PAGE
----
I have woken up this morning to very interesting news. According to Honduras, which has the “highest murder rate in the world, an impoverished population, and political instability,” has decided to sell three of its cities to MGK.
These cities are to exist as “states within a state,” and will presumably include different currencies, defense agencies, and court systems than the larger republic of Honduras. The funding is not all there yet, but if this gets underway it’ll have the potential to provide a very interesting case for decentralization and statelessness.
I say this because, even though these cities might not be entirely stateless per se , they could perhaps provide an interesting model for transitioning to statelessness. Historically, the problem of stateless societies–which actually have existed to a greater extent than conventional historical accounts allow for–has not been that they are unstable themselves, but rather that they are usually not given time to build adequate institutions for private security before the surrounding states intrude on them. (For examples of viable stateless societies, see Europe’s Moresnet , the American Wild West , the Zomia region of Upland Southeast Asia , and even some elements of Somalia in the late 1990s. As far as Somalia goes, I am unfamiliar with the literature on this, but I know that Jonathan Finegold has posted on it on his blog , and that he draws from papers , here , and –all of which I intend to read and post on when I find the time.)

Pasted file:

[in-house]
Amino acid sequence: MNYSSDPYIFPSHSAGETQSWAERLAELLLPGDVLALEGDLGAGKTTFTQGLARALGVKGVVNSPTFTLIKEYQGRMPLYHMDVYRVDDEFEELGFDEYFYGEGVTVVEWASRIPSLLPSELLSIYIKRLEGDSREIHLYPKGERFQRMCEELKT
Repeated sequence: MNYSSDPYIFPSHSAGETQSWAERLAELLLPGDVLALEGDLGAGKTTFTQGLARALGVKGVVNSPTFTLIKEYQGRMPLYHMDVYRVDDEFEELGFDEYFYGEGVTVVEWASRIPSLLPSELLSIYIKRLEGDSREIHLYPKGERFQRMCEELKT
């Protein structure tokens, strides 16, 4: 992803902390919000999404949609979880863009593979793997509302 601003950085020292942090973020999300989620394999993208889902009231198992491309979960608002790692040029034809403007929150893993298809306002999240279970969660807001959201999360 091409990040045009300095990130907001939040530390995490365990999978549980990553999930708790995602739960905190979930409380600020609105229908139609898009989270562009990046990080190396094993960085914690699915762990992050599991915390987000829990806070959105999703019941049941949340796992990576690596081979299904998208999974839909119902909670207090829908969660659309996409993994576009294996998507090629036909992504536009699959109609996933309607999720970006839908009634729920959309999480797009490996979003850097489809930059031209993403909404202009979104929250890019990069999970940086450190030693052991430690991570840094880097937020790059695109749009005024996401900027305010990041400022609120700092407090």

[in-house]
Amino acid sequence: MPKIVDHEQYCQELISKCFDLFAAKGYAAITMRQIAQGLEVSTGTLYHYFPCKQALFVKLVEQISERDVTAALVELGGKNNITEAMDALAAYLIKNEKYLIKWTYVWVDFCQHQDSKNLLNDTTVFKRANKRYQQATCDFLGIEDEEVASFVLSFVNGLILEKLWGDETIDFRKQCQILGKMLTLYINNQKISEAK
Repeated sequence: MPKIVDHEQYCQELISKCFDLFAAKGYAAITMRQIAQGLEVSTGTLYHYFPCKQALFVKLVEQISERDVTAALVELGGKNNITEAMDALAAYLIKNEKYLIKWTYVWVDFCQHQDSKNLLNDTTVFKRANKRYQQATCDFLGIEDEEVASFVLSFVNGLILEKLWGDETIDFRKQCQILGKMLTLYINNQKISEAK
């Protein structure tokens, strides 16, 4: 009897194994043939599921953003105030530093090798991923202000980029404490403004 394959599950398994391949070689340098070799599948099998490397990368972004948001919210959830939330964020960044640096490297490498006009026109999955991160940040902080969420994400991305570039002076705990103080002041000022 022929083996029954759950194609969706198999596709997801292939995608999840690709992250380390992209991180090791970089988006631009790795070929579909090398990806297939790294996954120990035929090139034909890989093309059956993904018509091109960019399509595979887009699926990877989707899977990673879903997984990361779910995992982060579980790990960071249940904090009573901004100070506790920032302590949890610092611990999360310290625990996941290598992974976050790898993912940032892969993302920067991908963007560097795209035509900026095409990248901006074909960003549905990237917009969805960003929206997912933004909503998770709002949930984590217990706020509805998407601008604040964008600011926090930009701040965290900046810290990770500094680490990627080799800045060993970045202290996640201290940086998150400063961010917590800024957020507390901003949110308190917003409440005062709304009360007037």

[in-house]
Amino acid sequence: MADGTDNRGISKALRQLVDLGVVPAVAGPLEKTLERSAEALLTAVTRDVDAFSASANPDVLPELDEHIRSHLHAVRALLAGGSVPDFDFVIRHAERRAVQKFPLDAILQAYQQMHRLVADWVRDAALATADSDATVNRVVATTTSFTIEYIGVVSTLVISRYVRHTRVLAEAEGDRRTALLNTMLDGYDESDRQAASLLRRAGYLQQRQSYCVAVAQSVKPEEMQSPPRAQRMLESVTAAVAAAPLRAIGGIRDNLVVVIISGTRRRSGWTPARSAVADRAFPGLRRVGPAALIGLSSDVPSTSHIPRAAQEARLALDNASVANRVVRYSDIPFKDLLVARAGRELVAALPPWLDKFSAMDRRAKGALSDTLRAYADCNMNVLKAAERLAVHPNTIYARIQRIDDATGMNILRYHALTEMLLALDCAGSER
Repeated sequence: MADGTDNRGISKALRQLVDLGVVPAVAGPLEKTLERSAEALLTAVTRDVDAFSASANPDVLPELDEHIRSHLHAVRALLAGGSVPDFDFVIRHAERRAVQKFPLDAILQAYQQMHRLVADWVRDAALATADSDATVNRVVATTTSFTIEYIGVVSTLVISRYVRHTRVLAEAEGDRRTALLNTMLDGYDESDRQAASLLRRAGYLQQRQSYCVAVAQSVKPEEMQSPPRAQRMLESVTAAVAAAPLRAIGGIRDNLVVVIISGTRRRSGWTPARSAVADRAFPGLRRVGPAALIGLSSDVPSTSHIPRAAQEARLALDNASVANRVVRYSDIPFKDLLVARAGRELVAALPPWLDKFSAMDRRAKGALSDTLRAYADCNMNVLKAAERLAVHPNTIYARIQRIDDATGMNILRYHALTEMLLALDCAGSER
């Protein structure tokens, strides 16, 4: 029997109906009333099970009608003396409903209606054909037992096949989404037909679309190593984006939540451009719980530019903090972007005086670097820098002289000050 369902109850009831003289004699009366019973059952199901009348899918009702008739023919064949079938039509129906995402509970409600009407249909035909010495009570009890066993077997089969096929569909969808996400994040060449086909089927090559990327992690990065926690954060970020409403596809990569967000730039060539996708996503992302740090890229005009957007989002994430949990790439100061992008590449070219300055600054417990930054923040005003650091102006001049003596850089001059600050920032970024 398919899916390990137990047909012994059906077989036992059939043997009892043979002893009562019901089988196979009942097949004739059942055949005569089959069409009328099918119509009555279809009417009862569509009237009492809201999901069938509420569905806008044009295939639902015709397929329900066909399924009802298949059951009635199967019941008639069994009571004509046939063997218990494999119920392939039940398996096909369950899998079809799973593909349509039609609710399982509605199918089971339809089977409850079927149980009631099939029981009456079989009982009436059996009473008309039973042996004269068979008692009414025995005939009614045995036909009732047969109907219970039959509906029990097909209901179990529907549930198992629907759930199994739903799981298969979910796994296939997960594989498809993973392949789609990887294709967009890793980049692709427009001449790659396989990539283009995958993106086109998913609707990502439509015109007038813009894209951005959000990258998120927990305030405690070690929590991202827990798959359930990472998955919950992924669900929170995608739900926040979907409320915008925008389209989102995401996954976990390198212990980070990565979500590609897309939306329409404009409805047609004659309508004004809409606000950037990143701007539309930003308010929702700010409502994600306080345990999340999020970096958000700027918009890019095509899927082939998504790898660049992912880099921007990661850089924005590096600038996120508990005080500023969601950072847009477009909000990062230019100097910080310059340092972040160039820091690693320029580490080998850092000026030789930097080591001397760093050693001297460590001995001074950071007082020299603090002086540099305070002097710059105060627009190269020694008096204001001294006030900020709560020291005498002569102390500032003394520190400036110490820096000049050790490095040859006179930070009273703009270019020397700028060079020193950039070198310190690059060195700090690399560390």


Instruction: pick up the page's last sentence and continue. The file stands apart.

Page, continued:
The advantage of an approach such as the one Honduras is taking could be that a centralized authority–essentially the owner and financier of the city, in this case–could oversee the installation of private security firms during a time of centralized stability, and then withdraw when these firms were stable enough to provide security on their own. Of course, I realize the inherent problems with this idea: it’s possible that the owner of the city would just continue rule as a monarch, or, as Nozick would probably suggest, that the private security firms would themselves develop into a state. As to the former, I have a vague idea that the potential for profit is far greater without a monarchical rule, and that a city owner might recognize this and choose to benefit accordingly. As for the latter, many have responded to Nozick’s arguments, including Murray Rothbard in The Ethics of Liberty , so I will not go into it here.
This analysis is relatively undeveloped for now, but has inspired me to post a little more on the question of states arising endogenously from a stateless society, and I will hopefully find the time to post a lengthier analysis of this situation soon.